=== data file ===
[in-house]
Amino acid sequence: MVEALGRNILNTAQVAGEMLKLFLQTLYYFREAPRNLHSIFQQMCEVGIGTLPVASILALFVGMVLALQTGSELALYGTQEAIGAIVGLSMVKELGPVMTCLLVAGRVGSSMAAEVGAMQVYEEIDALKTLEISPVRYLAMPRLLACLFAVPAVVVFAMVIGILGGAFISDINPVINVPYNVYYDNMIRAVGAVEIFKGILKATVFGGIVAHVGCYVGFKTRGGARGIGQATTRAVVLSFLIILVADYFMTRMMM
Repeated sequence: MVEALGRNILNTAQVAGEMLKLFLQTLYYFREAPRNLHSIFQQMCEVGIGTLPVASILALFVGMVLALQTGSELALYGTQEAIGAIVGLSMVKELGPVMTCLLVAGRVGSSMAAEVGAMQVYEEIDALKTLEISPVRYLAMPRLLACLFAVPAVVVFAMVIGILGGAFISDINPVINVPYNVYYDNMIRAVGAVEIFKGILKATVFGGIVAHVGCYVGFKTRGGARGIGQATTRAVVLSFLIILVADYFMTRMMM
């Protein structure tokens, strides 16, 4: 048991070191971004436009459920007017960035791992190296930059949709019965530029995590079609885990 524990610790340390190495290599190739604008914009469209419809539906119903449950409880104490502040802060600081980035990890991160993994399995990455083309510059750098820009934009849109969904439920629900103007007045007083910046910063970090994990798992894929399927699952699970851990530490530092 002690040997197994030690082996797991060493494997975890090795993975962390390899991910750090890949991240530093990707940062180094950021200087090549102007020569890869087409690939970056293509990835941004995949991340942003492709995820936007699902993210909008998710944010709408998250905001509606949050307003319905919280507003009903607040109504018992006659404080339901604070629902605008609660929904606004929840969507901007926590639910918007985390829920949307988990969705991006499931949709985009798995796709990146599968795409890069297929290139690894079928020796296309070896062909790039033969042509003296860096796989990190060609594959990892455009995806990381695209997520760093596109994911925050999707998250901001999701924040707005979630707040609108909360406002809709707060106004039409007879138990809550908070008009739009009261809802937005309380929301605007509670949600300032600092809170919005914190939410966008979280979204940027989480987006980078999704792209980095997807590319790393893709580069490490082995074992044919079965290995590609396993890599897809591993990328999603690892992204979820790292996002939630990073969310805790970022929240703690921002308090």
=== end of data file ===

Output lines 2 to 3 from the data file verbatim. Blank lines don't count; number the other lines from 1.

Amino acid sequence: MVEALGRNILNTAQVAGEMLKLFLQTLYYFREAPRNLHSIFQQMCEVGIGTLPVASILALFVGMVLALQTGSELALYGTQEAIGAIVGLSMVKELGPVMTCLLVAGRVGSSMAAEVGAMQVYEEIDALKTLEISPVRYLAMPRLLACLFAVPAVVVFAMVIGILGGAFISDINPVINVPYNVYYDNMIRAVGAVEIFKGILKATVFGGIVAHVGCYVGFKTRGGARGIGQATTRAVVLSFLIILVADYFMTRMMM
Repeated sequence: MVEALGRNILNTAQVAGEMLKLFLQTLYYFREAPRNLHSIFQQMCEVGIGTLPVASILALFVGMVLALQTGSELALYGTQEAIGAIVGLSMVKELGPVMTCLLVAGRVGSSMAAEVGAMQVYEEIDALKTLEISPVRYLAMPRLLACLFAVPAVVVFAMVIGILGGAFISDINPVINVPYNVYYDNMIRAVGAVEIFKGILKATVFGGIVAHVGCYVGFKTRGGARGIGQATTRAVVLSFLIILVADYFMTRMMM